One of the leading applications of blockchains, both in the form of Bitcoin and via a category of so-called “stable coins” that maintain a fixed peg to (usually) the U.S. dollar, is as a protection against devaluing currency in countries experiencing rapid inflation. In these countries, the existing system of paper money is usually somewhere between risky and worthless, with central banks that are incapable of approving new spending or printing more money without directly devaluing their currency by a corresponding amount. In the worst case, such countries undergo periods of hyperinflation where the local currency more than halves in value each year, totally wiping out millions of people’s savings and livelihoods.
These countries are generally low-resourced, racked by generations of colonialism, foreign financial exploitation, and in-fighting. However, by coming to depend on cryptocurrencies, these nations’ people lose a vital aspect of their sovereignty — their financial independence. Where in the past their central banks might have shaped local monetary policy so as to stimulate local industry, production, and economic vibrancy, their people have now come to depend directly on what, in some cases, is essentially a pass-through vehicle for US dollars, extending the US Federal Reserve’s global reach.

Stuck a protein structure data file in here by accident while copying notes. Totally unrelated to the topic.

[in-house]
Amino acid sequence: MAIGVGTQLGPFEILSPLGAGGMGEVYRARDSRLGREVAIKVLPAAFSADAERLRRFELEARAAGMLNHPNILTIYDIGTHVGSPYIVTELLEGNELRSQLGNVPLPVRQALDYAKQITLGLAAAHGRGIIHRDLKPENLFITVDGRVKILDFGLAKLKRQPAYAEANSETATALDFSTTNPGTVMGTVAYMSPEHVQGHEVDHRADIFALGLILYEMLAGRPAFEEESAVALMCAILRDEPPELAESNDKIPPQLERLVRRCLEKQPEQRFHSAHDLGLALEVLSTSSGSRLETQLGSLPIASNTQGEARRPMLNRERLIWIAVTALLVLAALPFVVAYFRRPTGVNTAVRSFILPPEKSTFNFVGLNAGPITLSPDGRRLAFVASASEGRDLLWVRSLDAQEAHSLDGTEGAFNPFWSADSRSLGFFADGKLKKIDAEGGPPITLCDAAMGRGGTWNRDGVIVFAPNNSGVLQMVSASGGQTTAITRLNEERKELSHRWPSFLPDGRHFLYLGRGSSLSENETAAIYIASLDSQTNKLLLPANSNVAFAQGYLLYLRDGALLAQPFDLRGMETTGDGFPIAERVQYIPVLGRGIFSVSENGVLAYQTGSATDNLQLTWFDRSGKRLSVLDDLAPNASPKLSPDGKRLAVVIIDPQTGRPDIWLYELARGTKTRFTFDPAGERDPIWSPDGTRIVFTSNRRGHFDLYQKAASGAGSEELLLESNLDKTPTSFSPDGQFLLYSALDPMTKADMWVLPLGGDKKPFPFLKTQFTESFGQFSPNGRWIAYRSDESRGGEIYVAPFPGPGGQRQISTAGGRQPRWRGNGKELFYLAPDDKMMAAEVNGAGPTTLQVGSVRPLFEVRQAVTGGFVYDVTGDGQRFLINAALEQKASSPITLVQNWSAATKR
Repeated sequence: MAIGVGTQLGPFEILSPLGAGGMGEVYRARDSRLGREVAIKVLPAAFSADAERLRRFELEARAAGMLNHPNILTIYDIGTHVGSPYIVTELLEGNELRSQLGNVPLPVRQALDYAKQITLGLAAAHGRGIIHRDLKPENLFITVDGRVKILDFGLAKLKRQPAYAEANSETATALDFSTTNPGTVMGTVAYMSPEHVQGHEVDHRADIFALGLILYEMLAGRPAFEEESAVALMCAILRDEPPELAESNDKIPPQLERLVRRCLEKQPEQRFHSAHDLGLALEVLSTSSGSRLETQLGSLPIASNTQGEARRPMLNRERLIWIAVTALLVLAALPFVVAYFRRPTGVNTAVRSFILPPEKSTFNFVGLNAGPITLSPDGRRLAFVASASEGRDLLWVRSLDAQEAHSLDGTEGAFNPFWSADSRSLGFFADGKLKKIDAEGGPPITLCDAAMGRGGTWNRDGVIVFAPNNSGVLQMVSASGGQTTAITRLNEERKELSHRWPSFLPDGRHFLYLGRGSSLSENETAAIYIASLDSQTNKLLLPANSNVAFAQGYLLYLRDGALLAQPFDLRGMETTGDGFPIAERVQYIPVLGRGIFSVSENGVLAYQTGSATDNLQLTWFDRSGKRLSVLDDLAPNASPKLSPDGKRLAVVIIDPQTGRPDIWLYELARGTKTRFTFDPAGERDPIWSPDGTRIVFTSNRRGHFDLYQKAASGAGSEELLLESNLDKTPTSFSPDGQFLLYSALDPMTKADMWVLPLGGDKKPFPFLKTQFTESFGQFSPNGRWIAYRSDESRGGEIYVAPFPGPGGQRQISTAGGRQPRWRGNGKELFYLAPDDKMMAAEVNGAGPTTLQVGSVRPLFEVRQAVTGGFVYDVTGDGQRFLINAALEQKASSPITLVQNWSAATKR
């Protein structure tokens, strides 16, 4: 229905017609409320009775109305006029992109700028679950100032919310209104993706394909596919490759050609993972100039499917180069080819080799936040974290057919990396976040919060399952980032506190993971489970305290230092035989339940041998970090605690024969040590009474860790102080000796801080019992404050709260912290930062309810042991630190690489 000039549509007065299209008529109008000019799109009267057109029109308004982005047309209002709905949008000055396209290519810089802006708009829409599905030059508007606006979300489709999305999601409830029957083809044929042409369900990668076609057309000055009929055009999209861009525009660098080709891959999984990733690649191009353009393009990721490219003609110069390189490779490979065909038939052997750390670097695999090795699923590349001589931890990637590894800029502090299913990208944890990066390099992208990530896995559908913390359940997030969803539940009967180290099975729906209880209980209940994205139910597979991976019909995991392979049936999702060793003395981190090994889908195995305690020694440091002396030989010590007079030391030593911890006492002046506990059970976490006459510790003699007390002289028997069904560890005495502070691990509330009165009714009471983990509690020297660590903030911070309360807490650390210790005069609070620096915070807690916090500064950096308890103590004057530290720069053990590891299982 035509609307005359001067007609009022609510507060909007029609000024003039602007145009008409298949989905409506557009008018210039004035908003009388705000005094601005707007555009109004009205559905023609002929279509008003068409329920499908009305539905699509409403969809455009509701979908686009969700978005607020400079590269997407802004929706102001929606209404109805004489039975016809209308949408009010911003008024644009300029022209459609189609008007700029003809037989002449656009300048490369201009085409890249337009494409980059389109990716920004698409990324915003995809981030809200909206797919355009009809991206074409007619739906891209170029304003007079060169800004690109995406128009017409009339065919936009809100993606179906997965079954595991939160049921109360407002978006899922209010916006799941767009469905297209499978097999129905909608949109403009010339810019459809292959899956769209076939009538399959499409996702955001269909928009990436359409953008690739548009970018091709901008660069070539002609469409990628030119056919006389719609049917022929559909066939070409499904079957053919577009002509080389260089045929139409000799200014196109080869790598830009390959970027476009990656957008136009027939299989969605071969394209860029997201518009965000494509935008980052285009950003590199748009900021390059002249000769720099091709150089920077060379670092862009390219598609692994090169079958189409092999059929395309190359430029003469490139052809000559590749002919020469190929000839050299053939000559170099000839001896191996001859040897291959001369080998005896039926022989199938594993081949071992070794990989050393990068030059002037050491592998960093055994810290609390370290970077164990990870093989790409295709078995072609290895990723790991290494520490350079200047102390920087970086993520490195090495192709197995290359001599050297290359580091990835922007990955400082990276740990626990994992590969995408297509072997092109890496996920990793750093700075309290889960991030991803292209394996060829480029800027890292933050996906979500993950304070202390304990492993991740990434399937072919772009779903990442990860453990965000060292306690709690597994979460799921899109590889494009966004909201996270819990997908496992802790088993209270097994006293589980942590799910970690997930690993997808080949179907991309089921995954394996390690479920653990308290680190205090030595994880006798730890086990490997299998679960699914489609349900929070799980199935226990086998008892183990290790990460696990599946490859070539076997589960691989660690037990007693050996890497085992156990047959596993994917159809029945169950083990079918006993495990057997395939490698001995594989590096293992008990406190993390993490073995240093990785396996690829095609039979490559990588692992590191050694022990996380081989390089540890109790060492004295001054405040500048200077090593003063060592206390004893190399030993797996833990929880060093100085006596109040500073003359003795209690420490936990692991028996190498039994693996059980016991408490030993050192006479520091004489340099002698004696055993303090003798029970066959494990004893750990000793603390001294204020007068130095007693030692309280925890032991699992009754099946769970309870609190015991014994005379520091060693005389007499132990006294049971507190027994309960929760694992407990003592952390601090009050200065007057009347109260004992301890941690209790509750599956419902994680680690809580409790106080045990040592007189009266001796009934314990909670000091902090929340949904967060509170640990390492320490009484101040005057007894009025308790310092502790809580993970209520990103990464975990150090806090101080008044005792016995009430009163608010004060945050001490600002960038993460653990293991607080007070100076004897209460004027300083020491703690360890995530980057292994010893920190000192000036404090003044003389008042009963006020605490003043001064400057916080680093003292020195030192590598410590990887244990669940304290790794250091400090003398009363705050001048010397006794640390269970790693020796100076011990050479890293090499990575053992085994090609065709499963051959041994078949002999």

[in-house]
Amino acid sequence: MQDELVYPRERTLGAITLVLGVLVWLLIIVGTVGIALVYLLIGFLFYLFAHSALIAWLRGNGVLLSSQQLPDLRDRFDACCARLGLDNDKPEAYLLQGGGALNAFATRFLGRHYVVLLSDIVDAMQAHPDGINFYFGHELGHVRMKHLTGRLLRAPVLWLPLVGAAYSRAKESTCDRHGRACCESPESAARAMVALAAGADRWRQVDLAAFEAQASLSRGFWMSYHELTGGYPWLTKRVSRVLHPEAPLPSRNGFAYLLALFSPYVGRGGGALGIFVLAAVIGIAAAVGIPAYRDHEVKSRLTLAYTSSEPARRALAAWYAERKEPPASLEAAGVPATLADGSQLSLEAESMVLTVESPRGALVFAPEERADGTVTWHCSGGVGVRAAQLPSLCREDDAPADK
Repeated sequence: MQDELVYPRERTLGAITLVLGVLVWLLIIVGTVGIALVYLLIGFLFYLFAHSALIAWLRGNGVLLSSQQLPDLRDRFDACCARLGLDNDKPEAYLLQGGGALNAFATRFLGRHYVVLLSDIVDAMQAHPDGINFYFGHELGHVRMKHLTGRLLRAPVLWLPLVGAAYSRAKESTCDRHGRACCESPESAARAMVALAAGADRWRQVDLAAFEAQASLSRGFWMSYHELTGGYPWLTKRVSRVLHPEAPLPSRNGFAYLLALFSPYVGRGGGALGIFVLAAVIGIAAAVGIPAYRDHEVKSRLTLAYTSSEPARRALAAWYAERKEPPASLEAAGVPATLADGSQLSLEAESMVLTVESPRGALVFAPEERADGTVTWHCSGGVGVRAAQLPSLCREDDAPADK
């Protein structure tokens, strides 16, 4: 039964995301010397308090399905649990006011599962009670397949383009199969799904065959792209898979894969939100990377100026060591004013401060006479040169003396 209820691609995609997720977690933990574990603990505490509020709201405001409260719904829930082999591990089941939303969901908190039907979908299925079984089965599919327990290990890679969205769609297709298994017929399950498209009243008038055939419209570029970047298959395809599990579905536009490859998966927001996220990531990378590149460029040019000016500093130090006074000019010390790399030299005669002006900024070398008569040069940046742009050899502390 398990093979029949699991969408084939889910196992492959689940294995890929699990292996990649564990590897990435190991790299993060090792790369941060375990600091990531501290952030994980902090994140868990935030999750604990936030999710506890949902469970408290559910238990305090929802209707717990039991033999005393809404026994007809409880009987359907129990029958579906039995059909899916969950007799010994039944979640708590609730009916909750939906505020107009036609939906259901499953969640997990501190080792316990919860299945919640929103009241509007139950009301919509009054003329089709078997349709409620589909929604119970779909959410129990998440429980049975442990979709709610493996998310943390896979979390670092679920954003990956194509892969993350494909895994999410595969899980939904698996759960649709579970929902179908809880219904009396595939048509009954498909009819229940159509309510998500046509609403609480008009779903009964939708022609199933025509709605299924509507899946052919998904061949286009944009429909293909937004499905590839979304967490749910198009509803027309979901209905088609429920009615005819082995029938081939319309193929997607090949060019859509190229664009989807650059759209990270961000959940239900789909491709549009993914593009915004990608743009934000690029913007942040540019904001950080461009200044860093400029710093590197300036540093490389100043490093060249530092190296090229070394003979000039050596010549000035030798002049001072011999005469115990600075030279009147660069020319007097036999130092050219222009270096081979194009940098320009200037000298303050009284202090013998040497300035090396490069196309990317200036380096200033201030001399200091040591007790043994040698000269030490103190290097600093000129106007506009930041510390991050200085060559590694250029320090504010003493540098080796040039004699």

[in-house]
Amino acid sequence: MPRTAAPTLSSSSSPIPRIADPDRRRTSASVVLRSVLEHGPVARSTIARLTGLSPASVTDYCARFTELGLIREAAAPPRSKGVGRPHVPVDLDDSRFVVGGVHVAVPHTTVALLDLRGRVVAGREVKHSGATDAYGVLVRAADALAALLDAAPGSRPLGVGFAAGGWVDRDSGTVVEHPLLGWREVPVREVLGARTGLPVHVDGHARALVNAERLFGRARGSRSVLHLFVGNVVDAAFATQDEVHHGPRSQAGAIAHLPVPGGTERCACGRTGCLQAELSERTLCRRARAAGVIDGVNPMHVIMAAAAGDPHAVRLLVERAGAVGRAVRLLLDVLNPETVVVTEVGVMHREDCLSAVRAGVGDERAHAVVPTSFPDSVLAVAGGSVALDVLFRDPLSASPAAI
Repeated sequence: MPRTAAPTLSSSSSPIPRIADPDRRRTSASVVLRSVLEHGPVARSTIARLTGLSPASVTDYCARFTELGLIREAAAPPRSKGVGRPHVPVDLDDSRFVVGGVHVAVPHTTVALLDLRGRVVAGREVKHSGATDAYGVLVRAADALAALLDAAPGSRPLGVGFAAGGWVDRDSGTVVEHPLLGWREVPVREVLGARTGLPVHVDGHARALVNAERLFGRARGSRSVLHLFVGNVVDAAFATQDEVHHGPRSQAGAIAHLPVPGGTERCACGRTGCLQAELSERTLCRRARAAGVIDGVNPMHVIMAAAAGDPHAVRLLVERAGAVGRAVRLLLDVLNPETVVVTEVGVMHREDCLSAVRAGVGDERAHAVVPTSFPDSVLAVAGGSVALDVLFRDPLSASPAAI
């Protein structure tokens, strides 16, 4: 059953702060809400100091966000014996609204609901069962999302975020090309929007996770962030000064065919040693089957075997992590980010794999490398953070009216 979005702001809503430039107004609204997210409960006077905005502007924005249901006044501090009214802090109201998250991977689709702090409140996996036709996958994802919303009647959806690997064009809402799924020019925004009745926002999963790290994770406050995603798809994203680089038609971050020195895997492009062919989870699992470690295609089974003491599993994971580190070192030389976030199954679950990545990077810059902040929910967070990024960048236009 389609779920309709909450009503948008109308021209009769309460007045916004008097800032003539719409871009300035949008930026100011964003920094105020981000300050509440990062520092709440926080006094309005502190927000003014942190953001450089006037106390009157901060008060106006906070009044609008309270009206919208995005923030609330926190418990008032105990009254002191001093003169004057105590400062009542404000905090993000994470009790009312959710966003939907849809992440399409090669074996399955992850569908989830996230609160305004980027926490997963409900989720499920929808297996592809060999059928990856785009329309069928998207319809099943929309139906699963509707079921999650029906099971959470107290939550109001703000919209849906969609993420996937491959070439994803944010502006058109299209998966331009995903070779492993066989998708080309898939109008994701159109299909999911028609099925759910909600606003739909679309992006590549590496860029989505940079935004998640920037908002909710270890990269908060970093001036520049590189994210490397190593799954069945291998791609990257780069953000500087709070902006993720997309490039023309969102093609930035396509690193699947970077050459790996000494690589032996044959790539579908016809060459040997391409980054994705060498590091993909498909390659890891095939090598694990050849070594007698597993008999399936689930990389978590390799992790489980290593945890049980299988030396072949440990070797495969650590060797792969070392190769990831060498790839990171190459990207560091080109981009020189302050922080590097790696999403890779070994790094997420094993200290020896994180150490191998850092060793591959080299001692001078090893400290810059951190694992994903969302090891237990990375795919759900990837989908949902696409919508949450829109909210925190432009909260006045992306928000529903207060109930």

While many blockchain protocols aspire to distribute influence democratically, most projects in the space are, at least to some extent, business plans, as opposed to totally selfless creative work. Because of the get-rich-quick environment surrounding blockchain technology, the potential for centralized benefit for a system’s creators and early backers is often integrated into the protocol design intentionally. An essential problem that many companies building blockchain applications have is that they must simultaneously build a protocol that is decentralized, transparent, and accessible to all, while financially rewarding themselves, the creators, and the investors and developers who believed in them early on. That is, even though they must build in such a way that no centralized actor can interfere with the system once it’s deployed, they intend to get rich and must add an element to the design that facilitates this. Notably, they cannot offer equity like a traditional startup, both because there should be no private stream of future revenue if the application is truly decentralized, and because doing so would be an SEC securities offering, with all of its requisite paperwork, and now their get-rich-quick scheme has turned into a get-rich-not-so-quick scheme.